Monday, August 24, 2015
'Rake' S2 DVD:Hilarious Aussie Barrister Aptly Defends Guilty in Kangaroo Court
Watching the eight hour-long episodes in the BFS Entertainment DVD release of the 2012 second season of the Australian textbook dramedy series "Rake" shows the evolution of this terrific series (not to be confused with the 2014 U.S. remake) from a fun and lighter one to a show that keeps the humor while adding a higher dose of well-presented drama. Folks who are interested in a primer on this show about a hilariously hedonistic criminal barrister (my people call them attorneys) are welcome to read the Unreal TV review of S1.
The numerous acknowledgements of "Rake" going from merely a highly entertaining program in S1 to one of more substance include several awards for the S2 episodes. Two of these awards are Best Actor wins for Greene portrayor Richard Roxburgh
The titular legal "professional" aptly sums up his practice in an S2 episode in which the latest in a long string of sexual conquests asks him about his success rate in court. He responds on her commenting that his roughly 50-percent success rate is not very impressive that she must consider that virtually every client is guilty.
The classic opening scene in the S2 season premiere has Greene and a married uber-high-level Australian politician, wonderfully portrayed by the terrifically offbeat Toni Collette, engaged in a tryst in a limousine. The fallout from the exposure (no pun intended) of that adulterous activity drives (again, no pun intended) much of the action throughout the season. Much of this relates to the cuckolded husband of the Premier using his own high position in the government to seek revenge against Greene for humiliation that extends well beyond making the entire nation aware of the husband not adequately satisfying his wife to keep her from straying.
This episode also involves the first of many well-done "ripped from the headlines" episodes. This one has Greene defending the Muslim widow of an Anglo man who blows himself up in front of the Parliament building.The issues extend beyond the role of the widow in the bombing to whether her religious belief that requires wearing a veil in the presence of most men trumps the need of the court to see her face during her trial.
This episode further establishes the femme fatale theme that runs throughout the second season. Another client is a teen girl who dupes Greene into defending her against a murder charge, and a woman to whom Greene is deeply indebted uses that obligation as leverage.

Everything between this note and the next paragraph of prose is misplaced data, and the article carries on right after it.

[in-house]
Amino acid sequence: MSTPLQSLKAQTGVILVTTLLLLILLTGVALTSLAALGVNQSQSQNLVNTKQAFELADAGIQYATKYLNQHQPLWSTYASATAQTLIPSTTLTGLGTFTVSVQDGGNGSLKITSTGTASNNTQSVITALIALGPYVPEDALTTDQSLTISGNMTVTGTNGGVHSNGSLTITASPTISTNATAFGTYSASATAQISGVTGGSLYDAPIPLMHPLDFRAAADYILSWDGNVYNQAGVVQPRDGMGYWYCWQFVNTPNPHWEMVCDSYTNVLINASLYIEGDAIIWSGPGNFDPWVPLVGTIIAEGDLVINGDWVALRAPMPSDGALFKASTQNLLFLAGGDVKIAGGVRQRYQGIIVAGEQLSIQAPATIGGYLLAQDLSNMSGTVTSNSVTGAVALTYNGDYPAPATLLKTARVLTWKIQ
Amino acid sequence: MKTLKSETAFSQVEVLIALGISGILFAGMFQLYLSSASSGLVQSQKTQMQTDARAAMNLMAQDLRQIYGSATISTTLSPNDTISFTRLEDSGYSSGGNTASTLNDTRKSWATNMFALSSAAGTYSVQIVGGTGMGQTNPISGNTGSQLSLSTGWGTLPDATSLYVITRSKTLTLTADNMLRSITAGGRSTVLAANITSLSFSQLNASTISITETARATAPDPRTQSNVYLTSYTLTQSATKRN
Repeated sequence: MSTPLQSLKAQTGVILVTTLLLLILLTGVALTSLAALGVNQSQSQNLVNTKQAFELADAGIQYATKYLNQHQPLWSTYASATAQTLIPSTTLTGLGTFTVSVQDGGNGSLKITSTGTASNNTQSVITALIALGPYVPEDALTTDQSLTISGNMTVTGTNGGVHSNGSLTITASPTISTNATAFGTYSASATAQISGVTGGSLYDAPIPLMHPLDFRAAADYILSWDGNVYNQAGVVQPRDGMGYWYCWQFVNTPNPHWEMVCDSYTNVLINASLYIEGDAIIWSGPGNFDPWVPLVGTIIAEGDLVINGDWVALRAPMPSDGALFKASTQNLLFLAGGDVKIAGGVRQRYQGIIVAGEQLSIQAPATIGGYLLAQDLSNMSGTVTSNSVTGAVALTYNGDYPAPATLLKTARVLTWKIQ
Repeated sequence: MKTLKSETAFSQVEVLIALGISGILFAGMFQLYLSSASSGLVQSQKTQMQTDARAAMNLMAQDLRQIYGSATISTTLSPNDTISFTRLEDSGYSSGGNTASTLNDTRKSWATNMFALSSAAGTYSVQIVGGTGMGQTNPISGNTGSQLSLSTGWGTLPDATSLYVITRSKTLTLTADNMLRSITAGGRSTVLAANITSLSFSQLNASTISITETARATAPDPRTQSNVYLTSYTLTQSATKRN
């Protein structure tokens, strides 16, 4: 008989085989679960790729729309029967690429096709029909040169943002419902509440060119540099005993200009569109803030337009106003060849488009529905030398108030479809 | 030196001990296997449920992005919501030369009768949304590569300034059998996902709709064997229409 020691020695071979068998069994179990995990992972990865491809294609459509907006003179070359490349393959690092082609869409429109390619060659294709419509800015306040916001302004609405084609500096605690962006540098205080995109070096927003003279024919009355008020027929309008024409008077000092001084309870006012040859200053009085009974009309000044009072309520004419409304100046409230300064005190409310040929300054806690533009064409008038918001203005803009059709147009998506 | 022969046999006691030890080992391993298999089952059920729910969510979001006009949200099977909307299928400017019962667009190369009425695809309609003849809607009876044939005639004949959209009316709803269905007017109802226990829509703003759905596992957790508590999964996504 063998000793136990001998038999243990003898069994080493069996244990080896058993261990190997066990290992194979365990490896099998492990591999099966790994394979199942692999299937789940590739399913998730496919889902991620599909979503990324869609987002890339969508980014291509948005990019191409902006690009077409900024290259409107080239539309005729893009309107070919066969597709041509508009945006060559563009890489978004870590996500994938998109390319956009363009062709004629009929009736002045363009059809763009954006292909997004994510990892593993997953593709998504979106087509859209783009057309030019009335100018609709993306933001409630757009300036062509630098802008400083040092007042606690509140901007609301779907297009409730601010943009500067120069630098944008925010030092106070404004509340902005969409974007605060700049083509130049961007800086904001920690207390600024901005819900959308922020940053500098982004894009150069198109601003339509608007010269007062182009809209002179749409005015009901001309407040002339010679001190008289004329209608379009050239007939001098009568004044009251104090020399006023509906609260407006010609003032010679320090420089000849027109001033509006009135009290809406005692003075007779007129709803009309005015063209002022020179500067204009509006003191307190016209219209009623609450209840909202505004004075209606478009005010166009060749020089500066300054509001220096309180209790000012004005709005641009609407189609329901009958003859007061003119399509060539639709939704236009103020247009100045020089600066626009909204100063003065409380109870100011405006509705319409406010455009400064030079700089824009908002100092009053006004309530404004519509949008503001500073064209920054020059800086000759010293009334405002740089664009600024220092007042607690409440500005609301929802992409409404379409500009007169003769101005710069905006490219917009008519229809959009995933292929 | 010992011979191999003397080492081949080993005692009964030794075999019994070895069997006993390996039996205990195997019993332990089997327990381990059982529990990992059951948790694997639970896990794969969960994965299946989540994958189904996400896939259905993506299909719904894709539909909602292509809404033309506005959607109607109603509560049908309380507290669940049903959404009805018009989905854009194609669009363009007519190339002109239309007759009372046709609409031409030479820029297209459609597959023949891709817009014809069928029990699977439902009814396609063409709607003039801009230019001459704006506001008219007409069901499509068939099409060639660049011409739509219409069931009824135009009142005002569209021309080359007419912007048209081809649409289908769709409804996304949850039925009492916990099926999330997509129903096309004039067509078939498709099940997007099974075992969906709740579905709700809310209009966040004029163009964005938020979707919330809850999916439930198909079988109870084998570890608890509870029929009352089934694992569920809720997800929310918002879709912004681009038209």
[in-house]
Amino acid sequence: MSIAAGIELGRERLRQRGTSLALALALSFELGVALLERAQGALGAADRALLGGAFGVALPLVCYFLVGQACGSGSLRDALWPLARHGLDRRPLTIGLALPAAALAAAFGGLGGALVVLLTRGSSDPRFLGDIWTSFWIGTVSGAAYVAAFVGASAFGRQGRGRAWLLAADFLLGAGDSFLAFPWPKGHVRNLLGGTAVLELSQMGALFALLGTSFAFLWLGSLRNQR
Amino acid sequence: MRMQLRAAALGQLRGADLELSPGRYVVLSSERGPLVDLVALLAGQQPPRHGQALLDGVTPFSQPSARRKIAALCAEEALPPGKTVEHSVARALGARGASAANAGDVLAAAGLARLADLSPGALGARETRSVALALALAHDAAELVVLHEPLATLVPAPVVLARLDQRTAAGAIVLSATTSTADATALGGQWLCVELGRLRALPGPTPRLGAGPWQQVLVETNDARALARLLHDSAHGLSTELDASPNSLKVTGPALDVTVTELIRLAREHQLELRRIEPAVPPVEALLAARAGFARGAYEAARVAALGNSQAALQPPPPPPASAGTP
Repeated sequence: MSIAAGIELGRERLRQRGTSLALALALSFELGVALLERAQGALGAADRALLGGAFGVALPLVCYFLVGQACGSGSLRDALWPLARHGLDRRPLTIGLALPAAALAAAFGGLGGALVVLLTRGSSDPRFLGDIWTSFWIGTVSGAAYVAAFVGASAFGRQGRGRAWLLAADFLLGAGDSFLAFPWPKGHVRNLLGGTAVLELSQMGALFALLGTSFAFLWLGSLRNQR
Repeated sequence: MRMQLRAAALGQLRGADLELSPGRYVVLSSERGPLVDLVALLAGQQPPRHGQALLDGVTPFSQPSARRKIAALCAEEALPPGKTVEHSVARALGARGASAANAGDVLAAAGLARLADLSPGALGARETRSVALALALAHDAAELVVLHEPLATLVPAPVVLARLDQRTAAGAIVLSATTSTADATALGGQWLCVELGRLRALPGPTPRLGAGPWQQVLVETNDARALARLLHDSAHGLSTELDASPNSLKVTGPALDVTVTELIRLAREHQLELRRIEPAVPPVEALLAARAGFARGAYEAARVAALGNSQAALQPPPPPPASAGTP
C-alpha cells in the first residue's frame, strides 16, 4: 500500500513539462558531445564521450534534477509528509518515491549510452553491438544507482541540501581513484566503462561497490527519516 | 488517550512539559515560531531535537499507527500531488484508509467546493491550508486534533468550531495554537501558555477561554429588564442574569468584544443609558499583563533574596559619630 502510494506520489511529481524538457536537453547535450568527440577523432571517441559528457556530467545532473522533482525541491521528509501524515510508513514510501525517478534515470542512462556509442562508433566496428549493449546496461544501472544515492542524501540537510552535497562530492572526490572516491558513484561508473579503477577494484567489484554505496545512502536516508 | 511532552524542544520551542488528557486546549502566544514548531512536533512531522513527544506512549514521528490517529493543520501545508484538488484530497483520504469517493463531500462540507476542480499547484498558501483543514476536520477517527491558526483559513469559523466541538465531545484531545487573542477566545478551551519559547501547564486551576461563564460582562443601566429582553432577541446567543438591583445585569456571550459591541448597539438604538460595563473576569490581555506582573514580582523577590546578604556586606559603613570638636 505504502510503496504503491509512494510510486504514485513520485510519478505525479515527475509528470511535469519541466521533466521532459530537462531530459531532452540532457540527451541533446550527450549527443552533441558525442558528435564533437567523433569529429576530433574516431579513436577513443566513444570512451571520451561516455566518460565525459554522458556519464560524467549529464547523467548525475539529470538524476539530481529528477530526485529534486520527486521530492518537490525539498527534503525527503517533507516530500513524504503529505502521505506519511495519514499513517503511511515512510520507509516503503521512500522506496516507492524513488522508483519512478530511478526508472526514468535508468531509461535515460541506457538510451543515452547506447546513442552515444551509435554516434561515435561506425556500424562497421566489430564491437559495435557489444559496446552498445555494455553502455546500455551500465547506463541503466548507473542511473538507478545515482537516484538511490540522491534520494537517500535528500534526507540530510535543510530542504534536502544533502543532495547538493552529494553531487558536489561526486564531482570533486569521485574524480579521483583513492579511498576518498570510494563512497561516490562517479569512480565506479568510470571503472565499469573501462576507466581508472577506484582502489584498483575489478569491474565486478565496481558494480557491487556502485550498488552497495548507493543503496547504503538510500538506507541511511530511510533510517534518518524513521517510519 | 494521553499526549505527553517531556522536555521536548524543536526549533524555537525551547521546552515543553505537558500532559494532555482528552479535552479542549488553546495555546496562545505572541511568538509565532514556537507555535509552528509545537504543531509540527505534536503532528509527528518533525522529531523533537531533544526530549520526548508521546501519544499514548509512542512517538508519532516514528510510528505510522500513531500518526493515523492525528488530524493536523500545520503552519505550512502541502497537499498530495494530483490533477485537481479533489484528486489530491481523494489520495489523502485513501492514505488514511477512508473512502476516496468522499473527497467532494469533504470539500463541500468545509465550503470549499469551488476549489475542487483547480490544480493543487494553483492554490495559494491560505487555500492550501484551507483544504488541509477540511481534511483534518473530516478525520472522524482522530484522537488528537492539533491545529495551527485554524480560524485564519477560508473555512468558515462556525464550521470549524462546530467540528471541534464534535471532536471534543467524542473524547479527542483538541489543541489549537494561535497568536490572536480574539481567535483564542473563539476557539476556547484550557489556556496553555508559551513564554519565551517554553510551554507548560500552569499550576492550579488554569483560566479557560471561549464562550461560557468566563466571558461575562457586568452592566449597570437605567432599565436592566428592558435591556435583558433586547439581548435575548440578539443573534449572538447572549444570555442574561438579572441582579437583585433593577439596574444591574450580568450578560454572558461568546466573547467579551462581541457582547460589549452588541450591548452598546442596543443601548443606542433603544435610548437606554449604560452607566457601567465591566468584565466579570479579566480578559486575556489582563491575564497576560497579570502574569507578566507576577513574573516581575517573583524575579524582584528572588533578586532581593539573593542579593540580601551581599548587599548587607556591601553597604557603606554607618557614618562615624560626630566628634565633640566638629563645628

Greene further once again finds himself involved with former prostitute Missy with whom his business relationship has become a very caring and loving one. The plethora of S2 plots involving this pair include fallout from a "tell-all" book by Missy, a slander suit by a former partner of that former professional, and one of the aforementioned "ripped from the headlines" storylines.
Missy currently having a romantic relationship with Joshua Floyd, who operates a WikiLeaks style website, leads to Greene defending Floyd against a treason charge based on disclosing classified government information. This, in turn, leads to a murder that has Greene defending the accused. The political intrigue surrounding all this adds nice drama to these episodes.
An episode that nicely captures the lighter and more bizarre nature of S1 episodes finds Greene defending an accused "Bobbitter," i.e. a man who faces charges related to a very personal form of dismemberment. A closed-door discussion regarding the optimal means for referring to the "member" in question is a "must-see" scene.
Meanwhile on the homefront, the teen son of Greene follows the sequel rule of making the second one bigger in his follow up to his S1 affair with a teacher. In true S2 fashion, the S2 relationship is more serious on a few levels and leads to several other developments.
The season finale notably merges the the higher level of humor in S1 with the more serious overtones of S2. It further ties in virtually every aspects of the S2 plots. The case-of-the-week this time finds Greene using his own cartoon-style legal tactics to defend himself against a very serious legal charge.
The not-so-happy ending in the final S2 offering further seems to be a textbook example of an episode that is designed to serve as either a season or series finale. Fortunately for lovers of quality digestible television, "Rake" does come back for a third (and final) season. A review of those episodes should run in this space by the end of August 2015.
Anyone with questions or comments regarding "Rake" is strongly encouraged to email me; you can also connect on Twitter via @tvdvdguy.